Large quantities of PFAS-containing firefighting foams were deployed following the chemical fire at the Intercontinental Terminals Company in Deer Park, TX, in 2019. The release of PFAS into the Houston Ship Channel/Galveston Bay (HSC/GB) prompted concerns over the extent and level of PFAS contamination. A targeted liquid chromatography-tandem mass spectrometry (LC-MS/MS)-based study of temporal and spatial patterns of PFAS associated with this incident revealed the presence of seven species whose levels gradually decreased over six months. Targeted LC-MS/MS analysis focused on ~30 PFAS molecules and may have missed other PFAS compounds present in firefighting foams. A non-targeted LC-ion mobility spectrometry-mass spectrometry (LC-IMS-MS)-based analytical approach was applied to 31 samples from nine HSC/GB sites collected over 5 months to conduct a more comprehensive characterization. Data showed that an additional 19 PFAS were detected in HSC/GB surface water; most decreased gradually after the incident. PFAS features detected by LC-MS/MS correlated well in abundance with LC-IMS-MS data, though LC-IMS-MS identified several additional PFAS, many known to be components of firefighting foams. Findings illustrate that non-targeted LC-IMS-MS can improve the understanding of PFAS presence in complex environmental samples.

Assessment of PFAS in Collocated Soil and Porewater Samples at an AFFF-Impacted Source Zone: Field-Scale Validation of Suction Lysimeters
Anderson, R.H., J.B. Field, H. Dieffenbach-Carle, O. Elsharnouby, and R.K. Krebs.
Chemosphere 308(Part 1):136247(2022) [Abstract]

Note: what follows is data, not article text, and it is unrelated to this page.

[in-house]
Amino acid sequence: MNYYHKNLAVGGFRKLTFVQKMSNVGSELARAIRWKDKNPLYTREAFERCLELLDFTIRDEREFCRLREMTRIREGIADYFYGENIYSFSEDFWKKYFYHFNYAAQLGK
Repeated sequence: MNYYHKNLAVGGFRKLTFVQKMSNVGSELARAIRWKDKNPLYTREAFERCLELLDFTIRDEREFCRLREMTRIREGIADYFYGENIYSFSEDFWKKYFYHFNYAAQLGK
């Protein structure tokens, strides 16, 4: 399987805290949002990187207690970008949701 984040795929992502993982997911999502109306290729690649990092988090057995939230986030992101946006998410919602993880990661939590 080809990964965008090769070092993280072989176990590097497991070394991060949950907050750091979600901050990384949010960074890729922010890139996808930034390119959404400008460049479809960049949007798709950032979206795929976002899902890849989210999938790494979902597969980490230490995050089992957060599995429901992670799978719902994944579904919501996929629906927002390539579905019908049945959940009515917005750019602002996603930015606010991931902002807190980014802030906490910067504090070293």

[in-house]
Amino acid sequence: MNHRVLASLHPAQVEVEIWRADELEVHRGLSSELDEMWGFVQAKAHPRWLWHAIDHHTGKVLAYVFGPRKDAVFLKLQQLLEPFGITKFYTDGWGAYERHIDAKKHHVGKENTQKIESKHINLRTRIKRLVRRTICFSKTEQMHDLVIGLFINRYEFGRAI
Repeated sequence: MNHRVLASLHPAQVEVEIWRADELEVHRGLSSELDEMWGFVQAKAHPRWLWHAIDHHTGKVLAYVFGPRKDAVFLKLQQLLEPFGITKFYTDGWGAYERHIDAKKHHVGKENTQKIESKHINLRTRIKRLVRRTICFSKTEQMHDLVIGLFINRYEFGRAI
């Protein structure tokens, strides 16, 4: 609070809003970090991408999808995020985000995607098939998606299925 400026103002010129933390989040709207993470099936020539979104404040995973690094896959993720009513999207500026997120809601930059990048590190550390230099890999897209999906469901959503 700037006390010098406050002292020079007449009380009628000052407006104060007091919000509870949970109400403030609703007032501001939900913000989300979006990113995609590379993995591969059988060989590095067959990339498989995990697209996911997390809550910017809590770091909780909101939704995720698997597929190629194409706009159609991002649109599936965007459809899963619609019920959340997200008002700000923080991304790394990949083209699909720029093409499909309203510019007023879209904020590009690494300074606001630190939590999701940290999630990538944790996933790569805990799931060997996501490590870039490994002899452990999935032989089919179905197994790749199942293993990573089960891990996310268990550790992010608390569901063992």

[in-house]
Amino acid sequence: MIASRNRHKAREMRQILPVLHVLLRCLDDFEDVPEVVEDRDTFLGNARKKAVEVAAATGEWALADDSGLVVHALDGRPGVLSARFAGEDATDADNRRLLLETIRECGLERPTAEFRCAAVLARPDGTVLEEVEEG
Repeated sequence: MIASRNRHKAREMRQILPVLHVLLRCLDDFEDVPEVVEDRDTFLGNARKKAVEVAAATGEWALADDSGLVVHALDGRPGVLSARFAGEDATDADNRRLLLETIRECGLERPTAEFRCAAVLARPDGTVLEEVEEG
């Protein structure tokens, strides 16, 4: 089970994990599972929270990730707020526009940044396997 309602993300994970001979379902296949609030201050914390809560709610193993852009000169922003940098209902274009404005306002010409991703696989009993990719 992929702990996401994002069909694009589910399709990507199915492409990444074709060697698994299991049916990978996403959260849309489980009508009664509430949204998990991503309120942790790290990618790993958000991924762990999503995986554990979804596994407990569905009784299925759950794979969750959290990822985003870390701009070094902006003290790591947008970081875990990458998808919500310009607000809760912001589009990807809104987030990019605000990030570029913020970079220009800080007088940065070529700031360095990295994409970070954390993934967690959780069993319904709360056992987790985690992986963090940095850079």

PFAS occurrence was evaluated in lysimeter-collected porewater samples for two depth intervals at a decades-old aqueous film-forming foam (AFFF)-impacted field site quarterly for a year. Site-wide Log10 (∑PFAS) concentrations did not significantly differ among sampling events despite highly variable sample yields due to a heterogeneous and dynamic soil moisture regime. However, Log10 (∑PFAS) concentrations were significantly higher in the shallow interval concordant with higher mean soil concentrations and higher total organic carbon (TOC) reflecting net retention, which is supported by soil-to-groundwater annual mass discharge estimates less than 0.2% of the total source mass for any given PFAS. PFAS-specific Log10 (soil-to-porewater ratios) significantly increased with soil concentration in both depth intervals contrary to concentration dependence resulting from the saturation of sorption sites potentially implicating self-assembly as an additional operative retention mechanism. Overall, these data validate the use of suction lysimeters for short-term site characterization deployments and emphasize the importance of in situ porewater samples for interrogating PFAS transport within source zones.

Adobe PDF LogoDetermination of Perfluoroalkyl Compounds in Water, Sediment, and Biota
Ahrens, L., K. Vorkamp, P. Lepom, et al.
International Council for the Exploration of the Sea, ICES Techniques in Marine Environmental Sciences No. 48, 16 pp, 2010

An overview of environmentally relevant PFCs is followed by information on techniques for their analysis in samples of water, sediment, and biota, including sampling, pretreatment, extraction, cleanup, instrumental analysis, quantification and quality assurance, and quality control.

Development and Applications of Novel DGT Passive Samplers For Measuring 12 Per- And Polyfluoroalkyl Substances in Natural Waters and Wastewaters
Fang, Z., Y. Li, Y. Li, D. Yang, H. Zhang, K.C. Jones, C. Gu, and J. Luo. Environmental Science & Technology 55(14):954819556(2021) [Abstract]